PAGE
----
East End voters delivered a message in November by voting in a new tax that they’re willing to pay to address the growing affordable housing problem.

On Friday, government leaders and community advocates came together at a forum in Sag Harbor to discuss the challenge of how to best spend money generated in the newly created Peconic Bay Region Community Housing Fund. 

The fund will collect money through a 0.5% tax on most real estate transactions. Money from the fund could be used in numerous ways, including by providing financial assistance to first-time homebuyers, building new affordable housing units and rehabbing existing structures for conversion to community housing, officials said.

Assemb. Fred W. Thiele Jr. (D-Sag Harbor), the key architect behind the bill that created the fund, organized Friday’s forum at the Sag Harbor Cinema. He noted it took 21 years to get the measure passed, but said the hard work was still ahead.

“Passing the bill is easy, implementing the bill is hard,” Thiele said. “We wanted to get everybody together who’s involved with this to start talking about implementation.”

Attendees included the town supervisors from Southampton, East Hampton and Shelter Island, Southold's deputy supervisor, state Sen. Anthony Palumbo (R-New Suffolk) — who helped get the bill passed — and Suffolk County Legis. Bridget Fleming (D-Noyack).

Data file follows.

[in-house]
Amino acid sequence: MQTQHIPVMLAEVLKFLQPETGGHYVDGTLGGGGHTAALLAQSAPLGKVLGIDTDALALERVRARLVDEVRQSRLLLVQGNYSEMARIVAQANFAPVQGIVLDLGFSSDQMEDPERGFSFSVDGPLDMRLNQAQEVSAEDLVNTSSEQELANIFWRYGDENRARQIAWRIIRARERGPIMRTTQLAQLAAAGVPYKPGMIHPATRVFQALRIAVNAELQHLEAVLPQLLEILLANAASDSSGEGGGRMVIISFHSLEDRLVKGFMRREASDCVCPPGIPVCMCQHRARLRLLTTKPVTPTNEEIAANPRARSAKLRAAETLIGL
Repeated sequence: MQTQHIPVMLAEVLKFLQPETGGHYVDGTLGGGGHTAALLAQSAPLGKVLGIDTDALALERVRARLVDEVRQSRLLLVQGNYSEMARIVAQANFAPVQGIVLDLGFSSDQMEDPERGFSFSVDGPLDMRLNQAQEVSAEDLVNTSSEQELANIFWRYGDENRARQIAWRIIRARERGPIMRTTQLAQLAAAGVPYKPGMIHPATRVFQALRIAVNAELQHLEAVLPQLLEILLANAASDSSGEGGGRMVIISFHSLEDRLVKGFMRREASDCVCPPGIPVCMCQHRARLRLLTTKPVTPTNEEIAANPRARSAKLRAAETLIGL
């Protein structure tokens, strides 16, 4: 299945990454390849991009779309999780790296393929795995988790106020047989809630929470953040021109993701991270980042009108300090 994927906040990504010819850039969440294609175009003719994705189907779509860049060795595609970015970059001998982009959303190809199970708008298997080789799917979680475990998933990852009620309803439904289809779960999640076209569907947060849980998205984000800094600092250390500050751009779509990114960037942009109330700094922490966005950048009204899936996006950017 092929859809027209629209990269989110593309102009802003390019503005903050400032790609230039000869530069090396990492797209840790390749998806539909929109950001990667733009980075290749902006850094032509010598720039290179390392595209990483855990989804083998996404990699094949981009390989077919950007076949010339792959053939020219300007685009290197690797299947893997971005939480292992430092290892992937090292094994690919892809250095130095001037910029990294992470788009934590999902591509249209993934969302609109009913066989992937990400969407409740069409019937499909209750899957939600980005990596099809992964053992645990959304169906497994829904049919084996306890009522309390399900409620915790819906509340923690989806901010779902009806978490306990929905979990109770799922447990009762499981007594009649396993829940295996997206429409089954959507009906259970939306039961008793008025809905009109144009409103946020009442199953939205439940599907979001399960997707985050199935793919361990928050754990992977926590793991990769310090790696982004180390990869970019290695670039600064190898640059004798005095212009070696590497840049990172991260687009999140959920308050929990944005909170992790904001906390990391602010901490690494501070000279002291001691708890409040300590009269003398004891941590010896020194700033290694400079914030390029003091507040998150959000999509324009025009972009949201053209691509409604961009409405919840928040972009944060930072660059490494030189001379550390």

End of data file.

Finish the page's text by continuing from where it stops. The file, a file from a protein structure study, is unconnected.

They talked about topics that included accessory dwelling units, zoning codes, the transfer of development rights and how federal housing laws need to be factored in.

Thiele also mentioned Gov. Kathy Hochul’s proposal this week of a plan to add 800,000 housing units across New York in the next decade.

The assemblyman also emphasized that it's critical for town officials continue to engage the public in the process.

In East Hampton and Southold, voters approved the referendums by a wide margin. It was tighter vote in Southampton and on Shelter Island — where a mere 15 votes separated the measure from failing.

Shelter Island housing advocate Elizabeth Hanley, who got a death threat amid her lobbying efforts for the local referendum, will lead the island's Community Housing Fund advisory board, officials said Friday.

The towns of Southampton, Southold and East Hampton still are finalizing the rosters of their boards, which will help steer the local efforts to create affordable housing. Between seven and 15 town residents can serve on each board.

Shelter Island Supervisor Gerry Siller said housing is one of two key issues, along with water quality, that the town board is committed to addressing.

“We’re trying to keep a community that we’re losing,” he said.

Thiele also said Friday it's important for the towns not to become too ambitious at first and to focus on taking small steps so one bad project doesn't threaten the entire program.

“The first project wouldn’t be a 200-unit high rise in downtown Hampton Bays,” Thiele quipped.

The new fund resembles the current Community Preservation Fund that adds a 2% real estate tax to fund open space preservation in the East End towns — a program officials have praised widely as a success.

Peconic Bay Region Community Housing Fund At A Glance

  • The fund will generate money through a 0.5% tax on most real estate transactions
  • Money from the fund could be for financial assistance to first-time homebuyers, building new units and rehabbing existing structures for conversion